Monthly Archives: October 2016

American Bison in Yellowstone

American Bison in Yellowstone

An American Bison in Yellowstone National Park with majestic mountains in the background

The American Bison, or the Buffalo as many of us grew up calling them, is probably the most iconic mammal in North America. At one time millions of them roamed North America and then were hunted nearly to extinction. One of the largest herds of American Bison can be found in Yellowstone National Park, and they truly are a magnificent animal in a magnificent park.

According to the Department of Interior website, 15 Facts About Our National Mammal, Yellowstone is the only place in the United States where bison have lived continuously since prehistoric times, this makes them special in that they are pure descendants of early bison and are free of cattle genes.  What I think makes the Yellowstone bison so special is that they are roaming herds of wild beasts living in an expanse of stunning wilderness that we can actually visit.

We saw a lot of bison on our trip to Yellowstone earlier this year, but of all the images I made of bison, this is the one that had the biggest impact on me.  The lone bison in an expansive landscape.

Posted in Photography

Through the Fresnel Lens

Through The Fresnel Lens

Looking through the 3rd order fresnel lens at the Grays Harbor Lighthouse in Westport, WA

It’s no secret that I love visiting the Grays Harbor Lighthouse in Westport, WA.  I have blogged about it multiple times, the most recent being here.  What I haven’t talked a lot about is the actual fresnel lens that is at the heart of every lighthouse.

The fresnel lens in and of itself is not necessarily a work of art, modern ones are typically made out of a single sheet of plastic, but the hand made lenses that used to be the workhorse of all lighthouses are something special, they are hand crafted, one of a kind and are truly works of art.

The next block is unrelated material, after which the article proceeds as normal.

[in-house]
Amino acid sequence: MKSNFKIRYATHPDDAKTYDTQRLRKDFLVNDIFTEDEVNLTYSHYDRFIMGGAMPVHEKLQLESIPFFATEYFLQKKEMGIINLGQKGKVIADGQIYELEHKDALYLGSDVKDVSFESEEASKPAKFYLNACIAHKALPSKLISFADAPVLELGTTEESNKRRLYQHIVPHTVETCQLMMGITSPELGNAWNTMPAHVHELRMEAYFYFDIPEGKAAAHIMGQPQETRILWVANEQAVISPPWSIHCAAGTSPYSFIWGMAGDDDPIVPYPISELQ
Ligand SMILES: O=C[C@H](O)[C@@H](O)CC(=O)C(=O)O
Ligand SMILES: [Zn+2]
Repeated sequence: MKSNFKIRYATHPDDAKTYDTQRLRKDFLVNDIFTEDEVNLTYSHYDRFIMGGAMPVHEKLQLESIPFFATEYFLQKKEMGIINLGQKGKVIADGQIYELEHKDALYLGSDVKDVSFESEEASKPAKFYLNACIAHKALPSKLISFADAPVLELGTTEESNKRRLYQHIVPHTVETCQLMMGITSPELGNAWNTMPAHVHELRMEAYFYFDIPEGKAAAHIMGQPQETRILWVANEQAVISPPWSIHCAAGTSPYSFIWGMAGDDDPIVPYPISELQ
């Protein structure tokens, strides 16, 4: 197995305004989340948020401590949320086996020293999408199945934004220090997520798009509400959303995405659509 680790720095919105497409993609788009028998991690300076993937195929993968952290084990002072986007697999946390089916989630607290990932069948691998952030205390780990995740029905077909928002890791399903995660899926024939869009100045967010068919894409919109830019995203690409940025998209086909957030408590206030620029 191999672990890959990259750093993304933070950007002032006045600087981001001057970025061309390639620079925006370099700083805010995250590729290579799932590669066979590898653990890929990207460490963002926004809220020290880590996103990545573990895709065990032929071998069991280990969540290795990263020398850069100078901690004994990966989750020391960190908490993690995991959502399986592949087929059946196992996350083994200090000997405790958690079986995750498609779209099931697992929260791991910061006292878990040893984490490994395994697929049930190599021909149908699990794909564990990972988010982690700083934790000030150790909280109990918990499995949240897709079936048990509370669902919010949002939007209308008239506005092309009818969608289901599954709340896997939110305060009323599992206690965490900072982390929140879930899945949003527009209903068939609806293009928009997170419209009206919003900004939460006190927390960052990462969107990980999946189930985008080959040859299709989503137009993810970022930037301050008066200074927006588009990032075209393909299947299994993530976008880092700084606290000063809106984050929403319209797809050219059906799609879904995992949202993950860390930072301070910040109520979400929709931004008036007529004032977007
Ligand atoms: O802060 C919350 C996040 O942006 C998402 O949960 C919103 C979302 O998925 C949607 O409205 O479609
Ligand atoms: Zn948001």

I have made a number of images of fresnel lenses from various lighthouses over the years, but when I visited the Grays Harbor light recently I really wanted to do something a little different and decided to concentrate on the bulb in the lens as well as the landscape beyond, the result of that is the image above.

While not truly unique, one of the effects of looking through a fresnel lens with a camera is the the world becomes upside down, this image was no different.  If you take some time to really look at this image, you will notice that the lightbulb is actually upside down and the background landscape is normal.  This wasn’t the case when it came out of camera, I had to flip the image as I felt it better to have the landscape right and let the bulb be upside down, which is hardly noticeable anyway.  :-)

I hope you enjoy the image, and as always, please click on the image to see a version that will scale to the size of your monitor or mobile device.

Posted in Photography

Alien Landscapes

Alient Lakefront Property

The IR spectrum makes a peaceful lakefront scent appear to be on an alien planet

Well here I am again, weeks since my last blog post, and I recently said that I was going to do a better job of keeping fresh content coming.  I don’t really have an excuse aside from a work trip and then a bout of the flu, neither of which should have kept me from posting, but it is the best I can come up with.

I actually shared this image on Facebook some time ago but never got around to sharing it here, so I am correcting that now.

Please stay tuned, I promise that more timely updates will be coming.  At least I hope I promise. :-)

Posted in IR photography